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Originally published 23 March 2006
In my article, An Introduction to the DW 2.0 Architecture, I described the challenges that first-generation data warehouses were encountering. I also explained why a new data warehousing architecture is now required and also described several of the features of DW 2.0. This article builds on that article and briefly discusses the migration from first- to second-generation data warehouses.
The migration to the first generation of data warehousing was slow and tortuous. The biggest obstacle was the need for integrated data. Even with extract, transform and load (ETL) technology, going back into old corporate applications was tough sledding. Indeed, even today there are organizations that suggest that integration of data is just too complex and too difficult to accomplish. There have been many schemes to “buy your way to heaven” and bypass the arduous and tedious work of integrating old, legacy data, but those schemes have failed because there simply is no substitute for integrated data.
In the early days of data warehousing, a gigabyte or two of data was considered to be a lot of data. In the world of first-generation data warehousing, a terabyte of data became the norm. Also, along with the volumes of data in the first-generation data warehouses came the realization that there were very different probabilities of data access.
Another factor of the maturing of the data warehouse environment was the need for looking at data in many different ways. The same store of data had to meet the needs of accounting, sales, marketing and finance. In addition, as new requirements came through the door (and they always came), it became necessary to look at data in a manner that no one had ever thought of before. The only way to have the required flexibility of data was to store the data in a granular manner.
Because the view for data warehousing is different today than it was ten years ago, there is a new vision for data warehousing. That vision is called DW 2.0, the architecture for the next generation of data warehousing. The complete description of the DW 2.0 architecture is contained on the Web site http://www.inmoncif.com/ and is free.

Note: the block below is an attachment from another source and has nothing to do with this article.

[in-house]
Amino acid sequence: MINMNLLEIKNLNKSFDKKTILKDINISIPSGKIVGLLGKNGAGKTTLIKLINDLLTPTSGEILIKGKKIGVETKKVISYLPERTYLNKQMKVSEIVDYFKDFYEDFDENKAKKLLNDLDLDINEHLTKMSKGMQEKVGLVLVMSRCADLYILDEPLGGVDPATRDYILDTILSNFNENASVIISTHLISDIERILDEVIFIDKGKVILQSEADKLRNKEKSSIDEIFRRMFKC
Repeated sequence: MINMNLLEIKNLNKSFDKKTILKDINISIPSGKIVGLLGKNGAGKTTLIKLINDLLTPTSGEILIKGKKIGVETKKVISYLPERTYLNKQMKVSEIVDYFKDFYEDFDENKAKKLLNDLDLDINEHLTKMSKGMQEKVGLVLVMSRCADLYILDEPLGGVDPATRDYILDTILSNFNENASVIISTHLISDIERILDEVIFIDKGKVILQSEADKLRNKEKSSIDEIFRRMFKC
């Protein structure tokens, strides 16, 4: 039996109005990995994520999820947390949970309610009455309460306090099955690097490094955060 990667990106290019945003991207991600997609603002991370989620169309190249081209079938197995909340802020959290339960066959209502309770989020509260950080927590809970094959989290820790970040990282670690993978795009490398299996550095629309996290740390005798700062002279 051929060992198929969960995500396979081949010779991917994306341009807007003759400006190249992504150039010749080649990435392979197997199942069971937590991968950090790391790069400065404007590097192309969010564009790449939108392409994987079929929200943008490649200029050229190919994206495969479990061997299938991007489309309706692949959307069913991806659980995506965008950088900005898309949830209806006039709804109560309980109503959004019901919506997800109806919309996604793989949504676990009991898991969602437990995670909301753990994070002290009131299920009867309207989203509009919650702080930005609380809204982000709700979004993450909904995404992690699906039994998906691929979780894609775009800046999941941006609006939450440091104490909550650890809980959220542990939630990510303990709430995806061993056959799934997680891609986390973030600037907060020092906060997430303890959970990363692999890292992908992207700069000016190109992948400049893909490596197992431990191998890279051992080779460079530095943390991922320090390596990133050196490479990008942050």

One of the interesting and important considerations of the migration between first- and second-generation data warehouses is the amount of work an organization has to do in order to get from one point to the next. Fortunately, the evolution from a first-generation data warehouse to a second-generation data warehouse is smooth. There are a minimal number of speed bumps as an organization migrates from one generation to the next.
The high level differences are between first- and second-generation data warehouses include:
The last feature - tying metadata closely to the data warehouse – can be accomplished by the creation of an enterprise metadata repository. Metadata already exists at the local level. It is metadata at the enterprise level that needs to be created. Therefore, to accelerate into a second-generation data warehouse, an enterprise metadata repository is the primary challenge.
The second feature – integrating unstructured data and structured data – depends entirely on the ability to access and condition the unstructured environment. Once the unstructured environment is accessed and conditioned, the unstructured data can be added to the structured data warehouse environment in a “bolt on” manner.
The first feature of second-generation data warehouses is the most problematic. This feature requires that the first-generation data warehouse be divided along the lines of the aging of data in order to become a second-generation data warehouse. Usually near-line data and archival data can be added independently, but separating the first-generation data warehouse into integrated sectors and interactive sectors is another matter. If the organization has built a separate operational data store (ODS), then such a separation is not difficult. However, if the organization has done online transaction processing inside the first-generation data warehouse, such a separation is difficult. In order to create a second-generation data warehouse, the designer must create a clear integrated sector and a clear interactive sector, and those sectors must not overlap in the slightest.
The migration to the second-generation data warehouse environment is natural and evolutionary. Only under a few circumstances is the transition difficult.
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